A good example of such a contentious situation can be found in the Supreme Court decision in Shell Petroleum Development Company v. Federal Board of Inland Revenue (Shell v. FBIR), which decision was delivered on 27th September 1996. The Supreme Court held in this case that the FX losses that the Appellant suffered were equitably, and following the doctrine of Accord and Satisfaction, tax deductible expenses which were wholly, necessarily and incidentally incurred in the cause of the Appellant abiding with the Agreements it entered into with the Federal Government of Nigeria (“FGN”) in order for the Appellant to continue to undertake its petroleum operations in Nigeria.

The Supreme Court observed in Shell v. FBIR that if the Petroleum Profits Tax (“PPT”) due were paid by the Appellant in Naira, as the Petroleum Profits Tax Act applicable at the time required, the Appellant would not have incurred any foreign exchange losses. The latter would have also occurred if the Respondent’s principal, who is the FGN, had received the PPT in Naira only to suffer FX losses when converting the Naira to British Pounds Sterling.

Accounting Treatment of FX

The International Financial Reporting Standards (“IFRS”) IAS 21 requires a foreign currency transaction to be recorded, on its initial recognition, in the functional or national currency of the concerned company, applying the spot FX rate at the date of the transaction.

IFRS IAS 20 goes further to require that at the end of each reporting accounting year-end, the foreign currency monetary items are required to be converted into the functional or national currency using the closing FX rate for the currency of the transaction.

Any resulting exchange rate difference – the FX rate at the date of the transaction and the FX rate at the closing of the transaction –  whether a profit or a loss, are required to be recognised in the Accounting Books  of the company at the date when they each arise. Where the transaction is a continuing one, IFRS requires such investment to be initially recognised under Other Comprehensive Income and reclassified to a profit or loss position on the disposal or completion of the transaction or investment.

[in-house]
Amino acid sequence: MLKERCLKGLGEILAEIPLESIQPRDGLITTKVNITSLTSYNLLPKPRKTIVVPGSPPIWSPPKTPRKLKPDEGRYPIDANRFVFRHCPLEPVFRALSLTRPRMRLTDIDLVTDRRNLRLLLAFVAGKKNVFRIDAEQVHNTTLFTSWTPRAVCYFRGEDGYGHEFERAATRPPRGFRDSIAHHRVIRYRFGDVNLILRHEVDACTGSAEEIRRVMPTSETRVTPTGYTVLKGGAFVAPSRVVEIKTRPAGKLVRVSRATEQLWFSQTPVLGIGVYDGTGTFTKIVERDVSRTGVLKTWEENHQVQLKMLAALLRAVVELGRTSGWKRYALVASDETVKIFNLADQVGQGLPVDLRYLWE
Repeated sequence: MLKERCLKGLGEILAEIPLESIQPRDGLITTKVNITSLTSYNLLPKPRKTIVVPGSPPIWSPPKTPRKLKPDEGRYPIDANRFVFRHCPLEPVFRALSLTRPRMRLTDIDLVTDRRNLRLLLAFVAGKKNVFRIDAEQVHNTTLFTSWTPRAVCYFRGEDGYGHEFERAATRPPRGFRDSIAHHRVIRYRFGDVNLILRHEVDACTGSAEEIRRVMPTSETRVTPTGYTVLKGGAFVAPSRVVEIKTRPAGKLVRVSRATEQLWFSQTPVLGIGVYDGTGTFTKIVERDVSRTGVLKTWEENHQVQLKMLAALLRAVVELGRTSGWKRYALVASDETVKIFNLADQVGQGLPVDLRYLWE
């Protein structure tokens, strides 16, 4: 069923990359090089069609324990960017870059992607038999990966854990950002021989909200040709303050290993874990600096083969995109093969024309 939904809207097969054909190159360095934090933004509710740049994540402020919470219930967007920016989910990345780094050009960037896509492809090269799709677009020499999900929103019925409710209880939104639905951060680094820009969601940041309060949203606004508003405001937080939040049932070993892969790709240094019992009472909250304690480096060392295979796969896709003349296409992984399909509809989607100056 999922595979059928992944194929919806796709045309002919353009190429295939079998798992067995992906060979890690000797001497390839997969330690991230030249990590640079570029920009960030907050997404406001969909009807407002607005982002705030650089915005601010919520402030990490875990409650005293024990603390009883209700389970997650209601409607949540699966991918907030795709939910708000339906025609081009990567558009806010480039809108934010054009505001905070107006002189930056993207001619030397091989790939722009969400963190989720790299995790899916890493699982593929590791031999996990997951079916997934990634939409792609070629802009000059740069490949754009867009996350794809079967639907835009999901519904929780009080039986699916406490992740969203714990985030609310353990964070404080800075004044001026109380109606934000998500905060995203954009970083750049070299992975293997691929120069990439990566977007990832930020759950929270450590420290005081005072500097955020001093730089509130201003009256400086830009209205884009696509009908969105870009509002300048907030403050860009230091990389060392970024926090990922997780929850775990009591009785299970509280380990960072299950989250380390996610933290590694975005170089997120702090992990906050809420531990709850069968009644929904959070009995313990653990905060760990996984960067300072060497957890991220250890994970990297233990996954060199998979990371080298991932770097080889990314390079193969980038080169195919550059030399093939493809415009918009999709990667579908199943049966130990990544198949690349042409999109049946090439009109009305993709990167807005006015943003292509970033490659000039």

In summary, assets and liabilities are required to be translated and booked at the FX rate, at the end of the accounting period of each transaction. Income and expenses are required to be translated at the FX rate existing on the dates of each of these events. And lastly, FX rate differences are recognised under Other Comprehensive Income and subsequently reclassified to the Profit and Loss Account on the disposal or completion of the FX related transaction.

Conclusion

In an article by Jenny Bourne Wahl, published in the National Tax Journal, this writer while considering the United States of America Tax Reform Act 1986, was of the opinion that the timing of the recognition of FX gains and losses directly influence the effective tax rate that will apply to foreign assets and liabilities. This writer concluded that legislation which allows FX gains or losses to be taxed on the realisation of the gain or loss, as opposed to when the loss or gain accrues, or comes into existence, is a much stronger tax incentive to promoting transactions in the FX market.

The opinion of the above writer is tandem with IFRS IAS 21 as summarised above for your compliance.

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This is a free educational material. It does not serve as a source of solicitation, advertisement or the offering of legal services or advice of any kind. No Client/Attorney relationship is therefore created. Readers are strongly advised to always seek from qualified Legal Practitioners, competent legal counselling to their specific factual situation.

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Introduction

Globalisation and Technological Advancements are encouraging more Nigerian Businesses to diversify their spheres of businesses, into other countries; especially West and South African countries.

As commendable as the expansionist agenda of these Nigerian companies may be, there are Nigerian and the foreign country specific tax obligations that should be carefully considered before valuable human and financial resources are expended, or continue to be expended on such ventures.

Basis of Companies Income Tax Applications